Money Poll #18: Credit Card Receipts

If you’ve read this site in the past, then you know that I’m pretty anal when it comes to keeping track of our finances. I use Quicken, and I balance it down to the penny. I’ve never adjusted the balance to fix a discrepancy. If things don’t add up, I find the problem. No matter how long it takes. Thus, I can account for pretty much all the money that’s passed through our household since January 1, 1997.

In spite of the above, I’ve never been one to save credit card receipts and check them against our monthly statements. I know that there are people out there who do this, but I’ve never been able to force myself to do it. That’s not to say that I don’t keep track of charges that come across our credit cards, because I do. But this usually involves just skimming through our bills in search of merchants and/or amounts that I don’t recognize as opposed to formally cross-referencing receipts and charges. In the end, it just isn’t worth the time to me.

And that brings us this week’s poll question.

As an added bonus, I’d like to hear details from those of you that do save your receipts — have you ever found any discrepancies, and have they been big enough to make it worth your time? Please leave a comment and let us know.


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8 Responses to “Money Poll #18: Credit Card Receipts”

  1. Anonymous

    I try to reconcile all of our receipts, but it just hasn’t been getting done. I’ve got at least a 6 month backlog. I did find a discrepancy ONCE from a fast food restaurant (in the several years I’ve been trying to do this). They charged my credit card for someone else’s order. I think the difference was about $12. I had to go to the restaurant to get it fixed, but they just reversed the charge and let me order lunch for free for my time (so in essence got two free lunches). So I would say it has not been worth my time, though I’m still having a hard time convincing myself if doesn’t need to be done! That’s how I found this webpage – trying to find out what other people do.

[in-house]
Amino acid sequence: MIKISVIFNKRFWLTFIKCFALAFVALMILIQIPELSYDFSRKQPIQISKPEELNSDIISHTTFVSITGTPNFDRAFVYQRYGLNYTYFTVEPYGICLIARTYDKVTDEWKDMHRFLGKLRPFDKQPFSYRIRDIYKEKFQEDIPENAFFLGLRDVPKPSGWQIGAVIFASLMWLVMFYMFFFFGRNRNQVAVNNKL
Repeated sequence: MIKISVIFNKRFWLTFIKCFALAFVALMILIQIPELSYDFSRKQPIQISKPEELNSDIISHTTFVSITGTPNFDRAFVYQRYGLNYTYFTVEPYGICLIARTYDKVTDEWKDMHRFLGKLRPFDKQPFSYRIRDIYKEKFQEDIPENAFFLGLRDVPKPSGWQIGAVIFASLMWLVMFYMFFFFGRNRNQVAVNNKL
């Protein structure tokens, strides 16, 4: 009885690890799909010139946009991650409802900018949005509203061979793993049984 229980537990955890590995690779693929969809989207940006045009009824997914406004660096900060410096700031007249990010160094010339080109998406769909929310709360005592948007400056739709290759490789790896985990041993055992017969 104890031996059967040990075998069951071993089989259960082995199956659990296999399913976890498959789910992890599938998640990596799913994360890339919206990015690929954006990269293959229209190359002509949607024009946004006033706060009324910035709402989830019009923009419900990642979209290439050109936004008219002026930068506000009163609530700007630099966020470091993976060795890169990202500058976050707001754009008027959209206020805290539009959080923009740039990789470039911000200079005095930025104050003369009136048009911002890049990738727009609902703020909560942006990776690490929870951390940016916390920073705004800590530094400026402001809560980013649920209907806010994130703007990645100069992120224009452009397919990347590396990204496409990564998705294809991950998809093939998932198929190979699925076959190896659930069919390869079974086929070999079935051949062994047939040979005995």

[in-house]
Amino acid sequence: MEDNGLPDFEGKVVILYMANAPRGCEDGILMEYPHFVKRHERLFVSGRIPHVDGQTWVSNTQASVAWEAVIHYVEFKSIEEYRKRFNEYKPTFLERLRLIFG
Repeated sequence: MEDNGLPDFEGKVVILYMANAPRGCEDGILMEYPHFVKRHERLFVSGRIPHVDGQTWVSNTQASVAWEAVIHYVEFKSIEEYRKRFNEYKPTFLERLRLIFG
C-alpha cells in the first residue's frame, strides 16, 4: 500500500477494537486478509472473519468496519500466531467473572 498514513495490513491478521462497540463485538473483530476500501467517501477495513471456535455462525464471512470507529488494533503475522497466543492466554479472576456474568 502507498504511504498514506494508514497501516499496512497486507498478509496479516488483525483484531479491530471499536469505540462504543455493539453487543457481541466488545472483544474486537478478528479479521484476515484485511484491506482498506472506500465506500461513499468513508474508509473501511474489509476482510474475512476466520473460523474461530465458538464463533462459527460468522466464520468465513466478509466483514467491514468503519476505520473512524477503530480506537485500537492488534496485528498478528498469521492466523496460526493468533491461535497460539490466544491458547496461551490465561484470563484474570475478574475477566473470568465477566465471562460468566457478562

2. Anonymous

    I almost never keep receipts unless it’s a major purchase. I do occasionally skim my statements to make sure there isn’t anything fishy. I wish I did this more often, though, since I charge most things on cards. I would say probably the most important ones to check are receipts with a space for tips. Some people could easily write in a larger tip if you left that spot blank.

  3. Anonymous

    I always keep my cc receipts and dc receipts and check them against my statements. I’ve found a $10 discrepancy on my charge card used at a restaurant (the manager fired the waitress for that one) and a $1 discrepancy on my debit card I used at a pizza joint. I once found I was being charged for something I hadn’t ordered, and had that corrected by the cc company. After I check the receipts with the statements, they go to the shredder unless I need to hold onto certain ones for warranty service or such.

  4. Anonymous

    I also have been a Quicken user since I started my First Real Job Out of College in 1994, and have balanced my bank accounts and credit cards to the penny. I save the paper receipts in my wallet, and maybe once a week I enter them into Quicken.

  5. Anonymous

    I check them monthly and have been rewarded a few times by finding discrepanices – usually overcharges from restaurants but there was also an instance of a charge made that didn’t belong to me. It was pretty easy to prove the charge wasn’t mine as I have not been to the country where it occurred. I also noticed that a charge made in May for a vacation snorkel excursion still has not come through. I’m happy to hang onto the extra dollars until they catch up on their bookkeeping. 🙂

  6. Anonymous

    I keep the receipts around, but do not reconcile them physically unless there is a discrepancy with what I recorded in my finance software and in what I see in my statement. I do not download my transactions automatically; I manually enter everything in there. Usually, I just record things wrong, but there have been a few times when I’ve been charged the wrong amount and had to dispute it.

  7. Anonymous

    I save charge card receipts for a different reason…tax write-offs. Anything I can come up with a plausible excuse to add to my Schedule C deductions gets the receipt saved…and if the spending’s connection to one of the businesses isn’t obvious from context, I write a note about it too. (Charges for travel to and expenses in Colorado, Texas, Oklahoma, Virginia, San Juan PR, or Tokyo are obviously for a client meeting, whereas charges for Michigan, Louisiana, Sydney, London, or Frankfurt could be either business or personal, and I’m unlikely to remember which it was seven years after the fact…just for example.)

    But I reconcile my statements from memory. Honestly, there aren’t enough personal transactions of variable size to cause a problem with that.

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